The first round of the NHL playoffs managed to separate the contenders from the pretenders. Now all of the eight remaining teams – Nashville, Winnipeg, Tampa Bay, Boston, Washington, Pittsburgh, Vegas or San Jose – are legitimate threats to win another 12 games. I still like a Nashville versus Tampa Bay final, with the Predators winning their first title, but two-time defending Stanley Cup champion Pittsburgh is still dangerous, as are the amazing upstart Golden Knights, who have yet to lose a playoff game.
Atlantic Division Final
1. Tampa Bay (54-23-5—113 points) vs. 2. Boston (50-20-12—112)
Tampa Bay looked very strong in an opening round five-game decision over the overmatched New Jersey Devils. Yet, for whatever reason the Lighting (who finished in first-place in the Eastern Conference) are flying a bit under the radar. The Bolts balance exceptional top-end talent like Nikita Kucherov (five goals and 10 points in the opening round) and Steven Stamkos (six points), who both had great starts to the playoffs, while Andrei Vasilevskiy did his part in goal. Now Tampa Bay will face a much tougher task in Boston, and especially the Bruins’ top-line. Victor Hedman will likely log a ton of ice time and his play along with Ryan McDonagh and Mikhail Sergachev should determine if the Lightning move on or not.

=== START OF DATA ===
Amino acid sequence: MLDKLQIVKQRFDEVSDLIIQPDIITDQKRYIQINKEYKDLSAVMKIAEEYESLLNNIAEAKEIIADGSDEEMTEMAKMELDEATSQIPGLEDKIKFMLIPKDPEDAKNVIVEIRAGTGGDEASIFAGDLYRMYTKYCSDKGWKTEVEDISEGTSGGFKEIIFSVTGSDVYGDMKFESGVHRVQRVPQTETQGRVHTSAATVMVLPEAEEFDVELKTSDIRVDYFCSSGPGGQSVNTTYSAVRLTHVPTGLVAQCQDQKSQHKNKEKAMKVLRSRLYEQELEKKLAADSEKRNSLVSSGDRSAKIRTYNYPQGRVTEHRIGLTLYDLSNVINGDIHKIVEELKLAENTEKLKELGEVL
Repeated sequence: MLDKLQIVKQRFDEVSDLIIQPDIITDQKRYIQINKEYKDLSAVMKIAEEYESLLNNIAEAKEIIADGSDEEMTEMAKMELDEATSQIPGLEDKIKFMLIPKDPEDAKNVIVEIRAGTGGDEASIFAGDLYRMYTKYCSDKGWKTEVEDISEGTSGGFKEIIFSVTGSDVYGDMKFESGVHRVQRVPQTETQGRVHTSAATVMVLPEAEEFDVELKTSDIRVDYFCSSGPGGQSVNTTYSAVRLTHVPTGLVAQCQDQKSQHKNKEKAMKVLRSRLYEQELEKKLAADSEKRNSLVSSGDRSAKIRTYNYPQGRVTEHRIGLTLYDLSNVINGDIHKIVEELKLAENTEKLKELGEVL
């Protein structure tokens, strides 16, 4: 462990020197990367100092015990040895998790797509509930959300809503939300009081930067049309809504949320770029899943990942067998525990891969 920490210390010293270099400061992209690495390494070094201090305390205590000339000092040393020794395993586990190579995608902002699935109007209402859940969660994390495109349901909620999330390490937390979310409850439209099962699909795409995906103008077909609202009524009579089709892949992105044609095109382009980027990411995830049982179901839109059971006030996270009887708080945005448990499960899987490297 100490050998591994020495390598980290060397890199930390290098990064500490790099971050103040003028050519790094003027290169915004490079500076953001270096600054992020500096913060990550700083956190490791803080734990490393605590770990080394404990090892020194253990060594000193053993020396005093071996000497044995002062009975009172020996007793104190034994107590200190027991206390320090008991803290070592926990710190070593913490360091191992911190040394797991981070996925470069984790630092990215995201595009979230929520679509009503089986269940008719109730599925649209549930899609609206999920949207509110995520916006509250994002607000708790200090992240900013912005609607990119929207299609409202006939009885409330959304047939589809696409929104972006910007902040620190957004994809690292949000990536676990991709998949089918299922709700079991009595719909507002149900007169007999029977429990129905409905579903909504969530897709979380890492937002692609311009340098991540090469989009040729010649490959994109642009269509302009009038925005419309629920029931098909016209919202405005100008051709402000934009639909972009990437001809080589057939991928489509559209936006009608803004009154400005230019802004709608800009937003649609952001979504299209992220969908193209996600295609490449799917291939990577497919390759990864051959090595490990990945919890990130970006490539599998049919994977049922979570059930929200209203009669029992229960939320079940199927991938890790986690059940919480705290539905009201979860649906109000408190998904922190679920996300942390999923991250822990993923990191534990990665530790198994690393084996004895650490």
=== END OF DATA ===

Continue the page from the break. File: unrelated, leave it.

Boston’s top line of Patrice Bergeron (eight points in six games), Brad Marchand (nine points) and David Pastrnak (playoff-leading 13 points), were the difference in a classic seven-game series win over Toronto. When that line played, the Bruins out-matched the Maple Leafs. Goaltender Tuukka Rask had some rough patches but played well most of the time. Meanwhile, the Bruins’ solid defensive game, anchored by Zdeno Chara alongside Torey Krug (nine points) and rookie Charlie McAvoy, were exposed a bit by Toronto’s speed. Facing a much deeper Lightning squad will test this defensive group’s resolve.